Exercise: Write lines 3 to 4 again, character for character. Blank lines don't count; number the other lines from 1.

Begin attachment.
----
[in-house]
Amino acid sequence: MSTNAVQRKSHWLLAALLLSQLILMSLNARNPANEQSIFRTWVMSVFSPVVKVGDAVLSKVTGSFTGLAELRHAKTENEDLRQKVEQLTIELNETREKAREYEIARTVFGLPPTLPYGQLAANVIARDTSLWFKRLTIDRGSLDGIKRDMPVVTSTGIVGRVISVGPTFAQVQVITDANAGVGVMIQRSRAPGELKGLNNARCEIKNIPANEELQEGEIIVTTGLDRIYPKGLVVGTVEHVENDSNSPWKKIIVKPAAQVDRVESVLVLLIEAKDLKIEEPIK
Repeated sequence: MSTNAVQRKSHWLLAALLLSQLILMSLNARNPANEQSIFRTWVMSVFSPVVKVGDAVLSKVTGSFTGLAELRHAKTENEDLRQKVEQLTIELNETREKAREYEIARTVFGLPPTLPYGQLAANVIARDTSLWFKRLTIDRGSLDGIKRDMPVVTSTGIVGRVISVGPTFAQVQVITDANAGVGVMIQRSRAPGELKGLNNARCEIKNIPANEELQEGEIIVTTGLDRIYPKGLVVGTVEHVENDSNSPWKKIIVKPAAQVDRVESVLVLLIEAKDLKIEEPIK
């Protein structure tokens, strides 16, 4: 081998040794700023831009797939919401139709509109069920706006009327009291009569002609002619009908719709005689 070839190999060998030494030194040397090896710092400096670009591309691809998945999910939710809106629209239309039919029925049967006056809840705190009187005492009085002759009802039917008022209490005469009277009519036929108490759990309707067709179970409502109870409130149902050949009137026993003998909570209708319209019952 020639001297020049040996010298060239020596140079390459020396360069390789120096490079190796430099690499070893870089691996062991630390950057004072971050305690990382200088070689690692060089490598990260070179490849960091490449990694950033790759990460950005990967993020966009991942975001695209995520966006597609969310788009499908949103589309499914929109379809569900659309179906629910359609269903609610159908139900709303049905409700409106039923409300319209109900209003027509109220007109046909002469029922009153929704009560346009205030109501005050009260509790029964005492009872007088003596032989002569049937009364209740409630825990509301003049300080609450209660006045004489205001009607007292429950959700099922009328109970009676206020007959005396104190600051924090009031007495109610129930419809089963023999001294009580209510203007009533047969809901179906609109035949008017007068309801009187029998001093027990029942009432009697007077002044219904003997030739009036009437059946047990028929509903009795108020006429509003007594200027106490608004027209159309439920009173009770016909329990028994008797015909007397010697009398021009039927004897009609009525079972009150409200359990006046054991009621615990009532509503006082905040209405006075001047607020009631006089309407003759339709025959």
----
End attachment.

Repeated sequence: MSTNAVQRKSHWLLAALLLSQLILMSLNARNPANEQSIFRTWVMSVFSPVVKVGDAVLSKVTGSFTGLAELRHAKTENEDLRQKVEQLTIELNETREKAREYEIARTVFGLPPTLPYGQLAANVIARDTSLWFKRLTIDRGSLDGIKRDMPVVTSTGIVGRVISVGPTFAQVQVITDANAGVGVMIQRSRAPGELKGLNNARCEIKNIPANEELQEGEIIVTTGLDRIYPKGLVVGTVEHVENDSNSPWKKIIVKPAAQVDRVESVLVLLIEAKDLKIEEPIK
């Protein structure tokens, strides 16, 4: 081998040794700023831009797939919401139709509109069920706006009327009291009569002609002619009908719709005689 070839190999060998030494030194040397090896710092400096670009591309691809998945999910939710809106629209239309039919029925049967006056809840705190009187005492009085002759009802039917008022209490005469009277009519036929108490759990309707067709179970409502109870409130149902050949009137026993003998909570209708319209019952 020639001297020049040996010298060239020596140079390459020396360069390789120096490079190796430099690499070893870089691996062991630390950057004072971050305690990382200088070689690692060089490598990260070179490849960091490449990694950033790759990460950005990967993020966009991942975001695209995520966006597609969310788009499908949103589309499914929109379809569900659309179906629910359609269903609610159908139900709303049905409700409106039923409300319209109900209003027509109220007109046909002469029922009153929704009560346009205030109501005050009260509790029964005492009872007088003596032989002569049937009364209740409630825990509301003049300080609450209660006045004489205001009607007292429950959700099922009328109970009676206020007959005396104190600051924090009031007495109610129930419809089963023999001294009580209510203007009533047969809901179906609109035949008017007068309801009187029998001093027990029942009432009697007077002044219904003997030739009036009437059946047990028929509903009795108020006429509003007594200027106490608004027209159309439920009173009770016909329990028994008797015909007397010697009398021009039927004897009609009525079972009150409200359990006046054991009621615990009532509503006082905040209405006075001047607020009631006089309407003759339709025959």